New Village chosen for water source, filtration and school projects

I am always behind the 8 ball these days – partly due to the poor internet service I have here, partly because I always seem to be busy (which is a good thing) and partly sheer procrastination….

Art Quickenton, a good friend of Mike and myself, just left a couple of days ago after spending three weeks with us.  A good part of his mission was to select a location to build a new school, with the help of students and faculty at Appalachian University in Boone, North Carolina. There were three good options that were selected to review however as it turned out one of them was not so good afterall.  The trek to the village would have been 5 hours each way (not including the minivan and boat trip) so I cancelled the visit there – the costs would have been just too high to ship materials there and it is very tough to raise money for schools back at home for schools.  So we looked at Ban Phone Kham and Ban Katang Xieng Village.

The choice was clear from the moment we saw the village.  This village has no water and the villagers need to trek to get it with buckets or bottles in hand.  There was no electricity, no toilets of course and the school basically (very basic) consisted of two shacks that do not look like they are going to make it past the next monsoon season.  All of the huts were approximately the same size (my best guess is 10′ x 12′) and all made of bamboo including the roofs – not a single tile roof in the village which was a first for us to see.  Finally, this was the village that had the highest number of kids running around without clothes.  I am making the assumption that water to wash clothes is difficult to get.  Take a look.

Nestled on a mountain top at the  end of a newly finished road.

Nestled on a mountain top at the end of a newly finished road.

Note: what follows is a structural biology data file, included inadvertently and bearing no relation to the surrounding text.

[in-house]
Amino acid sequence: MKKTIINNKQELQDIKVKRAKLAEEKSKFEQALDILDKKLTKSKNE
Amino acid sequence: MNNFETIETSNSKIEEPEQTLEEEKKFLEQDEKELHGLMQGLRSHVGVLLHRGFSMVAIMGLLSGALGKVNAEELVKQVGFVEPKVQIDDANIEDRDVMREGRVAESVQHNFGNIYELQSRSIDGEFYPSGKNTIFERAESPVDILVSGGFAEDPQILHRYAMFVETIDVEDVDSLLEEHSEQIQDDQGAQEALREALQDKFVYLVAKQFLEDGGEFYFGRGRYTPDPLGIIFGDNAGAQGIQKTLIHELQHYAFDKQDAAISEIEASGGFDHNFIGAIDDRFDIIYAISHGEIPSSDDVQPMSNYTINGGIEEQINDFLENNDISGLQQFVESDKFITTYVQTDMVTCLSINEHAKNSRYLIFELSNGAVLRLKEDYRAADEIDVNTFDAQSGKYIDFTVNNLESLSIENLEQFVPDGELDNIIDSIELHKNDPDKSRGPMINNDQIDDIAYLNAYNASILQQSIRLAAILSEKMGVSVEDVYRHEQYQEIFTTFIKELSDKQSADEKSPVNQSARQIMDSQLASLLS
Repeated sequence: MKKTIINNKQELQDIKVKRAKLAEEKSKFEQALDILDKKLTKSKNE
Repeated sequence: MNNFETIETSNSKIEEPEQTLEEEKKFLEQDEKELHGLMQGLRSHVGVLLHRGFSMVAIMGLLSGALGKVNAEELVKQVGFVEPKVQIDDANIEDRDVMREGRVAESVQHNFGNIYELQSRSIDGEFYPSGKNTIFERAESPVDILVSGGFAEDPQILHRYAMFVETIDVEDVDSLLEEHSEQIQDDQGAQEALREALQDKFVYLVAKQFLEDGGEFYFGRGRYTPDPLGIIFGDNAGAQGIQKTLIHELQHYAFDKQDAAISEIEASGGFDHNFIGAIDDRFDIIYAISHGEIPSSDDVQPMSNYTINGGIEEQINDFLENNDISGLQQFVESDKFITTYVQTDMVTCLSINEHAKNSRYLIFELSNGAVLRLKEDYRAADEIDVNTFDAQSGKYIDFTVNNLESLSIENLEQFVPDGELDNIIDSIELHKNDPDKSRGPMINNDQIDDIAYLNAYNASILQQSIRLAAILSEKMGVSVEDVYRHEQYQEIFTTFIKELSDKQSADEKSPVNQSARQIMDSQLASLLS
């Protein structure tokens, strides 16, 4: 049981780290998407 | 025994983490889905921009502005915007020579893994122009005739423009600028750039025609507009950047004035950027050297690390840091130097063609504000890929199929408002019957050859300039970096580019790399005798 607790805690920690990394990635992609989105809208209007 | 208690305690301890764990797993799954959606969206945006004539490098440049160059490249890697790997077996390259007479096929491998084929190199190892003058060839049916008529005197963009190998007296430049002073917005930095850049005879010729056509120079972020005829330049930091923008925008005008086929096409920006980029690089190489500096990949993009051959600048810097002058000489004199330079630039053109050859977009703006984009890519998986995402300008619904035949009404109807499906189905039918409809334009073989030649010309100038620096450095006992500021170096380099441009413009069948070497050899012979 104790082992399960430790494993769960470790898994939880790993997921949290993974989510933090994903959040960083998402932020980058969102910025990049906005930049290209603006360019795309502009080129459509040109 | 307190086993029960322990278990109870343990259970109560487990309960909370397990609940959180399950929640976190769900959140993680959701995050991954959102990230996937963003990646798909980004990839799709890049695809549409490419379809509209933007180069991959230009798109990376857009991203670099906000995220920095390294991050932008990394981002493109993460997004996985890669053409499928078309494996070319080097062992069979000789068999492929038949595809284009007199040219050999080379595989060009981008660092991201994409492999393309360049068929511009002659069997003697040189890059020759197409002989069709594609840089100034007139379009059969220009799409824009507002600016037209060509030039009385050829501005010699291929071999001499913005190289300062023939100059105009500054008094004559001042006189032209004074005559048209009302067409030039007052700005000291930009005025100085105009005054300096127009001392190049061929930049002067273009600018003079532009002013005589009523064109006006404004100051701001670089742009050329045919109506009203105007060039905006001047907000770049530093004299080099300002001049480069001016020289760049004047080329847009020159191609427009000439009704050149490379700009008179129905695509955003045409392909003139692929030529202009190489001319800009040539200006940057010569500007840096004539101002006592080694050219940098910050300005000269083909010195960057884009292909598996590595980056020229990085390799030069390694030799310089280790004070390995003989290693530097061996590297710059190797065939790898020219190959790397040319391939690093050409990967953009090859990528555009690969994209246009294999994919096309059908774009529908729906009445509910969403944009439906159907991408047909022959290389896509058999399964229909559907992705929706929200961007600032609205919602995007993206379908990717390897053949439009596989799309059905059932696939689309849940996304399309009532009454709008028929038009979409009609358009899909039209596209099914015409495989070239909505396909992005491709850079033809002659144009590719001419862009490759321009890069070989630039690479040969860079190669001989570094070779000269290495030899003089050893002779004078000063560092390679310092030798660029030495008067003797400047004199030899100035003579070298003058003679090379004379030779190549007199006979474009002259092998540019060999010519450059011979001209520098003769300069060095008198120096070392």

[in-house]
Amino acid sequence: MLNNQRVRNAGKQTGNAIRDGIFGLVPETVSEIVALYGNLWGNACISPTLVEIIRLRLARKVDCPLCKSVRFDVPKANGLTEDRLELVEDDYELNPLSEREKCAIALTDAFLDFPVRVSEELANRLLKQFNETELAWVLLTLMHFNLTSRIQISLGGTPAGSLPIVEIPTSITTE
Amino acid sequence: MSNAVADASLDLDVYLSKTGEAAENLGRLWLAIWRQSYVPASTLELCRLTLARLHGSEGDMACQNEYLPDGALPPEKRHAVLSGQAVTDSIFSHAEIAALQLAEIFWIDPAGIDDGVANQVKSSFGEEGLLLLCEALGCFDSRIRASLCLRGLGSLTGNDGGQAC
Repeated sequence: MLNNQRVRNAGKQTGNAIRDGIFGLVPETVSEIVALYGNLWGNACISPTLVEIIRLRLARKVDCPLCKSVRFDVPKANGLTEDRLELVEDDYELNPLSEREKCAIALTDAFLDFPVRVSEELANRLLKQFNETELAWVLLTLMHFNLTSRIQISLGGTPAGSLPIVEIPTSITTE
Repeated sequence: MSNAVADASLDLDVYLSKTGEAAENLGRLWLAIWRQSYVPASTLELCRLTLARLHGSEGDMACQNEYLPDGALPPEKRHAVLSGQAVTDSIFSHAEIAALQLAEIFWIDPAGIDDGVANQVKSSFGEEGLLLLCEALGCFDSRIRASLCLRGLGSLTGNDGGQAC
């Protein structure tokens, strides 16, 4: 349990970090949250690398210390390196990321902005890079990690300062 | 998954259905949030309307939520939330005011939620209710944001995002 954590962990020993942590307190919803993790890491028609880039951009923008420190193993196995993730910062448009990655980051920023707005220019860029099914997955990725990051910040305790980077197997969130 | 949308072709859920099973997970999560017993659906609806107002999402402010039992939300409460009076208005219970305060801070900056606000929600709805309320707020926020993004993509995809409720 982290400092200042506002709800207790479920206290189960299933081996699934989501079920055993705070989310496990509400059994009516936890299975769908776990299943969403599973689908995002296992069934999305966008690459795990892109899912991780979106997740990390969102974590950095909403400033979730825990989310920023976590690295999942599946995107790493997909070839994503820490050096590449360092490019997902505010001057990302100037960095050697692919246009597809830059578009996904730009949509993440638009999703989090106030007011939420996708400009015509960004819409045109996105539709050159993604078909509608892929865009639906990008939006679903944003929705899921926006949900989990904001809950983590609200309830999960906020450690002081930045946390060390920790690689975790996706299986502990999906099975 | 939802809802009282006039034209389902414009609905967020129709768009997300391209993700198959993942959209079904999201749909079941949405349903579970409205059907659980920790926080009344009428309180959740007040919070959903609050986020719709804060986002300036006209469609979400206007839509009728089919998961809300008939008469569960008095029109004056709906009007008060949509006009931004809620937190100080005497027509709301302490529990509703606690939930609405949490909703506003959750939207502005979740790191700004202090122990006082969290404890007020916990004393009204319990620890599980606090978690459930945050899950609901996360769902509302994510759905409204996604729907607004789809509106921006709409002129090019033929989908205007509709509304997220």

I can only imagine building my house here, except with no water or electricity.

I can only imagine building my house here, except with no water or electricity.

With all the comforts of school at home...NOT!

With all the comforts of school at home…NOT!

Nice Blackboards! With only 2 makeshift classrooms, they teach Primary school 1-5.  66 students in total with 25 new students coming in next year.

Nice Blackboards! With only 2 makeshift classrooms, they teach Primary school 1-5. 66 students in total with 25 new students coming in next year.

I wish we could have stayed longer but the sun had just set as we arrived and the mountain road was dangerous at night.

I wish we could have stayed longer but the sun had just set as we arrived and the mountain road was dangerous at night.

Siphan and I were running around to meet with the chief - I wish I had time to get more pictures, especially of the kids - no foreigner had been there before offering assistance so I think we made their day.

Siphan and I were running around to meet with the chief – I wish I had time to get more pictures, especially of the kids – no foreigner had been there before offering assistance so I think we made their day.

The village was 100% Khmu and we couldn’t help but feel for their struggles.  They had visited the officials in Nong Khiaw a number of times to try to get water to their village but so far there has just been one delay after another.  I am hoping that our offer to help will help push the hygiene office into engineering a solution for us.  Meanwhile, Art will be doing a number of fundraisers in Boone to raise funds to build a real school.  We certainly wish Art the best of luck in his endeavors…Thank You Art for your visit and for caring.

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2 thoughts on “New Village chosen for water source, filtration and school projects

  1. Steve, i was much moved by the latest update on the villages with no water or electricity. I am visiting Laos in June, yes I know its not a good time but the airfare was really cheap, and sometimes you just have to go.
    I also need to resupply the handicrafts for my market stall, so a trip was inevitable this year!
    Is there a way to visit either village and take books and pencils? When I visit Laos I bring childrens clothes and give to head man or principle of a school, would either of these help? If I don`t hear back I`ll make different arrangements.
    Thanks for the updates and your continuing enthusiasm, all the best,
    Patricia Ryan Australia

    • Certainly there is a way to visit these villages – wish I could take you there myself but fundraising season will be in full gear by that time. I will send you a direct email with more information. Schools supplies, clothes are all needed but it might be cheaper to buy over there and it supports their local economy. Thanks so much for your interest.

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